While President Trump promised to do away with President Obama’s Deferred Action for Childhood Arrivals program during the campaign, he’s kept the program in place, and Homeland Security Secretary John Kelly said last month that the government is obligated to honor the terms of the program.
So when reports emerged on Wednesday that Juan Manuel Montes, a 23-year-old who has lived in the U.S. since he was 9, was deported to Mexico, Democrats and immigration advocates accused the Trump administration of going back on its word.
Wednesday on Fox News, Attorney General Jeff Sessions denied that DACA recipients are being targeted for deportation. “I don’t know why this individual was picked up,” Sessions told Jenna Lee. “Everybody in the country illegally is subject to being deported, so people come here and they stay here a few years and somehow they think they are not subject to being deported — well, they are.”
When pressed to clarify the administration’s policy on DACA, Sessions responded:
The policy is that if people are here unlawfully, they’re subject to being deported. Our priority is clear. Our priority is to end the lawlessness at the border, stop the additional flow of illegals into the country and then to prioritize those who have gotten into trouble with the law, recent arrivals, people who have been deported previously, drug dealers, and other criminal activists.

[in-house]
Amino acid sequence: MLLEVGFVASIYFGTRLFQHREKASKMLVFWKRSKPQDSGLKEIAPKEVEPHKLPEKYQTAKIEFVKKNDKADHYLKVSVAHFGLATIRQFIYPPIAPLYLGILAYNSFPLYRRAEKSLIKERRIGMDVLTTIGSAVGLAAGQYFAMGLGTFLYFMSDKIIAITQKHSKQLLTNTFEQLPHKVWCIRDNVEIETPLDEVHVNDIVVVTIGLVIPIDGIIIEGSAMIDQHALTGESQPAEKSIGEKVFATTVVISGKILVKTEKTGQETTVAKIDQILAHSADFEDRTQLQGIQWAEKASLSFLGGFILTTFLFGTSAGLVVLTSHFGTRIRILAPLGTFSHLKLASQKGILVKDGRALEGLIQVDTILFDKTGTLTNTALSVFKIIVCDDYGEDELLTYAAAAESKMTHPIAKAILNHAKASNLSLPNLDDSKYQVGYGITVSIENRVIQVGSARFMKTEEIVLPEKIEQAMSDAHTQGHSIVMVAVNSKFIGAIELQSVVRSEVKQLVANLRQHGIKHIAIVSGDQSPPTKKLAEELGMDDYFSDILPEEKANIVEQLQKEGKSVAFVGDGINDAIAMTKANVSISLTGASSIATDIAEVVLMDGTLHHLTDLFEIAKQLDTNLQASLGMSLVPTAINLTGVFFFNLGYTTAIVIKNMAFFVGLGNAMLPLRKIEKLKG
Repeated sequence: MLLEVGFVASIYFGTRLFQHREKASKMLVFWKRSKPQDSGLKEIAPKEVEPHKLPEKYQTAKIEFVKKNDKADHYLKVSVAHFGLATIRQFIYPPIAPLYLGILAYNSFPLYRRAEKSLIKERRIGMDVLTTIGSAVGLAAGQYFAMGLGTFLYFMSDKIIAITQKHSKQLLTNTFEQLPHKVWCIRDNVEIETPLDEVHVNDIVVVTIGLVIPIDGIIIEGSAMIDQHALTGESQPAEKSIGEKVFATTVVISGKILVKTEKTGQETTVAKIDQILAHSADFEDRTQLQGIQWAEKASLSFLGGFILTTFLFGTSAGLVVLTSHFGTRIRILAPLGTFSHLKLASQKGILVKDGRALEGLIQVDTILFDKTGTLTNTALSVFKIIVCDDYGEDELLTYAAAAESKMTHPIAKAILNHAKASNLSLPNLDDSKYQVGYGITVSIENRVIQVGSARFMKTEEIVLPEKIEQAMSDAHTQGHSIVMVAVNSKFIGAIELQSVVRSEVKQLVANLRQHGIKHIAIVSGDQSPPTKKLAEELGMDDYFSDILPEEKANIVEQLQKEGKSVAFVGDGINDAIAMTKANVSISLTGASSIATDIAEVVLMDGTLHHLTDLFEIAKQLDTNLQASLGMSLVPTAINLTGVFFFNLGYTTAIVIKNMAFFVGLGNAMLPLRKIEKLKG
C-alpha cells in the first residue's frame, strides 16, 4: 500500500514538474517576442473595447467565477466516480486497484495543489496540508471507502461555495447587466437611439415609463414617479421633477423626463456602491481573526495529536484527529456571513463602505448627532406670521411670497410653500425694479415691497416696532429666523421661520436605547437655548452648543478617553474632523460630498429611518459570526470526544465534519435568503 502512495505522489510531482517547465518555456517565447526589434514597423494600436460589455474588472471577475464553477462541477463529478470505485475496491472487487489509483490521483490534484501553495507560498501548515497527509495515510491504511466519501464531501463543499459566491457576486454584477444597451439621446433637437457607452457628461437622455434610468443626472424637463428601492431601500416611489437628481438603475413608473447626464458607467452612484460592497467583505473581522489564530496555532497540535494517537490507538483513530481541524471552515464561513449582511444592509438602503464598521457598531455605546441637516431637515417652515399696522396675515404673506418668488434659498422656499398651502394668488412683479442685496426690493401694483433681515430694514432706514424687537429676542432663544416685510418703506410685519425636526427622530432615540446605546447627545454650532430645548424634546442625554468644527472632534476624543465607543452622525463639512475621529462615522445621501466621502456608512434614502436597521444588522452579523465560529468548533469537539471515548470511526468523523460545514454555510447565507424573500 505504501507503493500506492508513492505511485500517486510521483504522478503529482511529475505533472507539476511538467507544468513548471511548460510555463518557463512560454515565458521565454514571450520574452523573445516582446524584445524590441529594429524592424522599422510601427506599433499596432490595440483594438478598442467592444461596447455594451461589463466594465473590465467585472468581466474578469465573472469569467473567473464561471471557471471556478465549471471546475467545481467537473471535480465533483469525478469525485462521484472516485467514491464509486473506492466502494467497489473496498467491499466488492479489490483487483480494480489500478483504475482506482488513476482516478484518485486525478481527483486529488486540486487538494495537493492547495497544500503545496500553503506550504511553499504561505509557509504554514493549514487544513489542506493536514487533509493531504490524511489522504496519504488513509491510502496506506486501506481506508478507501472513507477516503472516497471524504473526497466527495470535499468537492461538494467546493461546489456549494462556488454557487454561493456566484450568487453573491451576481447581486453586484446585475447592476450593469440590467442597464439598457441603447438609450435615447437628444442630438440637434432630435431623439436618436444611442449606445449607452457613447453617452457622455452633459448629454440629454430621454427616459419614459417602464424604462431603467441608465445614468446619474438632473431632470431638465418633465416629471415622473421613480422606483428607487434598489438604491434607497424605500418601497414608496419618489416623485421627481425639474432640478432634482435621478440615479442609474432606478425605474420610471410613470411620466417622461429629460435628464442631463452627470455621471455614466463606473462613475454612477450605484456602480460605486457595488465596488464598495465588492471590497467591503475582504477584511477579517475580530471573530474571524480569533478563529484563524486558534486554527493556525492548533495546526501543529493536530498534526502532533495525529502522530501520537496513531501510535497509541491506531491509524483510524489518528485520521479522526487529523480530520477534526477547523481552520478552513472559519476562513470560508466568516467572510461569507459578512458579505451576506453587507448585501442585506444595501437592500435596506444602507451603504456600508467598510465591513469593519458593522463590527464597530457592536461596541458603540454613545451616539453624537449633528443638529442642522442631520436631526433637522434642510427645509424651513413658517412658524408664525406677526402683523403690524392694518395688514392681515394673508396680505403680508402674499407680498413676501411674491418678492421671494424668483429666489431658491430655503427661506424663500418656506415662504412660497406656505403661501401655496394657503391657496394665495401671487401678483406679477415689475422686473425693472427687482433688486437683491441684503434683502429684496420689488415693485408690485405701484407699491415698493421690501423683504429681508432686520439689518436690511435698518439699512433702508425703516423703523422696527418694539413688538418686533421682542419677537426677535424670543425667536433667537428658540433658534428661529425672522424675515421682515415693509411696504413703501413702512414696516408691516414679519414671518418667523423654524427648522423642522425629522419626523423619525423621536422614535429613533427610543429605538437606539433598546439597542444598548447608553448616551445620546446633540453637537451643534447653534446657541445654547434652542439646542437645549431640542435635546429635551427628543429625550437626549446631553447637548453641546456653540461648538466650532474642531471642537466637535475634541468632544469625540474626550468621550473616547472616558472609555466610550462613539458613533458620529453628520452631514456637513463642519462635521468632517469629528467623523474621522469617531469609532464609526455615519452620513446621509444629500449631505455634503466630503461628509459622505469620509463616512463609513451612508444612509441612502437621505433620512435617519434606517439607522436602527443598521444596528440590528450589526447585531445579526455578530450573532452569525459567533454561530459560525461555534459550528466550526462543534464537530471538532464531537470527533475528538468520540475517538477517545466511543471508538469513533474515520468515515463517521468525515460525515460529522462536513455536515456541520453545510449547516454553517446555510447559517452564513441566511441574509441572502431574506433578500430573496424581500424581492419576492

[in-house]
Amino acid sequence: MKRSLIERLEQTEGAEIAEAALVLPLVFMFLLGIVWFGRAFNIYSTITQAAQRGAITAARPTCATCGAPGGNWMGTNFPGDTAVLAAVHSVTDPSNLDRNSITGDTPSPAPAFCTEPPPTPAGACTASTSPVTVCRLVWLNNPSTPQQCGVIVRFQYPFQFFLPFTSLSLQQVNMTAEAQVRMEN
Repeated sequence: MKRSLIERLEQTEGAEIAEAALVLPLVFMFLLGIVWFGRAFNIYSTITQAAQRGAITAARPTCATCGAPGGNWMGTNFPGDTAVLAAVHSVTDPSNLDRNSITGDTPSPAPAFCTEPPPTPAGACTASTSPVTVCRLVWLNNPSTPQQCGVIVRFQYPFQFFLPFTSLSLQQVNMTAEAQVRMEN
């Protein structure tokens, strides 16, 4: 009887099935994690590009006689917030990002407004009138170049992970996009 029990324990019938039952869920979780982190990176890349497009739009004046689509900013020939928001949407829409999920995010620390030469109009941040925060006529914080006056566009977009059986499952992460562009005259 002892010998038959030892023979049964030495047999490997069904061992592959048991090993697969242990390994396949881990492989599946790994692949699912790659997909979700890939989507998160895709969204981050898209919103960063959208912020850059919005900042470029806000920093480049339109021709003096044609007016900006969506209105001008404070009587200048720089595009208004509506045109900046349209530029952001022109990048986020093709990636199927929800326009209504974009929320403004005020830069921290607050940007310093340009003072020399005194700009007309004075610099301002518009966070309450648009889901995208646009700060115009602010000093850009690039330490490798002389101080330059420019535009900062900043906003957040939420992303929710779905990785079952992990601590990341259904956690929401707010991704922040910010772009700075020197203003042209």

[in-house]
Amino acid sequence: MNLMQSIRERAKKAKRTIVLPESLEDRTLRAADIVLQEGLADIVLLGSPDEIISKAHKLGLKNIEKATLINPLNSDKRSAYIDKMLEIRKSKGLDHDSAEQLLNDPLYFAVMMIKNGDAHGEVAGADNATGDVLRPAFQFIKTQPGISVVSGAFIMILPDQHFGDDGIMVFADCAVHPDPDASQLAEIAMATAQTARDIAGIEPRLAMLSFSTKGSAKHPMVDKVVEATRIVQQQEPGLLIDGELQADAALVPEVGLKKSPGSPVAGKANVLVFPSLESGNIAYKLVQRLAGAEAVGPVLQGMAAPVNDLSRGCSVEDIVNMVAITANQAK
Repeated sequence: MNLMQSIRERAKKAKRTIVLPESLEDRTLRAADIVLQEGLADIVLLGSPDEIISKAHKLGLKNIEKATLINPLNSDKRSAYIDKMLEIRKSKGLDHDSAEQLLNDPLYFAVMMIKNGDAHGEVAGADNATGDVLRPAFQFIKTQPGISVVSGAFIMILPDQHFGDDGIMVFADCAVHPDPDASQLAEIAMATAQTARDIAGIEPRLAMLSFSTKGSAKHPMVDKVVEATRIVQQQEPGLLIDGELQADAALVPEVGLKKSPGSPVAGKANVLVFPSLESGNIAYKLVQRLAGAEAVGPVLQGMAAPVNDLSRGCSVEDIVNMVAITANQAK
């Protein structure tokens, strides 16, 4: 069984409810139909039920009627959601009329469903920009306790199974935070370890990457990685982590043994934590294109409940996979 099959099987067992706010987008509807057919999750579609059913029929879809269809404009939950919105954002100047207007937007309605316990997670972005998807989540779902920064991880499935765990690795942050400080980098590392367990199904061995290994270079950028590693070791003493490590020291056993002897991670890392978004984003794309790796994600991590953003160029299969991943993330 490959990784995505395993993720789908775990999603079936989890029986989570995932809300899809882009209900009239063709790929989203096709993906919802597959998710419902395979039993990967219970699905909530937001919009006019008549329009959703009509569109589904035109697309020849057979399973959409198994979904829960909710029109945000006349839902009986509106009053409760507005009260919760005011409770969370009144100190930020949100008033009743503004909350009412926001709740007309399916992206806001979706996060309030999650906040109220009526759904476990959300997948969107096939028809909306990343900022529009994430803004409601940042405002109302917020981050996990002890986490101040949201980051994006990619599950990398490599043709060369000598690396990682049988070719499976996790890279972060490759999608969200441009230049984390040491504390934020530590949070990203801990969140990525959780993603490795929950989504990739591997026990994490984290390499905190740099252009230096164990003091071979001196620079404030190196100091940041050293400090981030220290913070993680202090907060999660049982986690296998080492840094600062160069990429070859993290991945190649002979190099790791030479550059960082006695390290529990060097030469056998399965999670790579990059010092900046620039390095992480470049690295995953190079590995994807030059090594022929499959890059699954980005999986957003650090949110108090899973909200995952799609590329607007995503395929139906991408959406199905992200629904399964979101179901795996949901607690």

But you know, we can’t promise people who are here unlawfully that they’re not going to be deported .
Montes has filed a lawsuit to force U.S. Customs and Border Protection to release information about why he was deported. The Department of Homeland Security says Montes invalidated his DACA status when he left the country for Mexico, which is why he was deported after climbing over a border wall on February 19. Montes says he was only in Mexico because CBP agents questioned him in California and deported him two days earlier.
A familiar figure will decide Montes’s case: U.S. District Judge Gonzalo Curiel, the judge President Trump accused of being biased against him in the Trump University fraud case because of his “Mexican heritage.”
Judge Curiel was assigned to the case based on a rotating schedule, and he’s unlikely to recuse himself, according to Kari Hong, an assistant professor at Boston College Law School. “Simply being attacked by the president isn’t a conflict of interest. If that were the standard, the entire 9th Circuit Court of Appeals couldn’t handle a single case,” she told USA Today.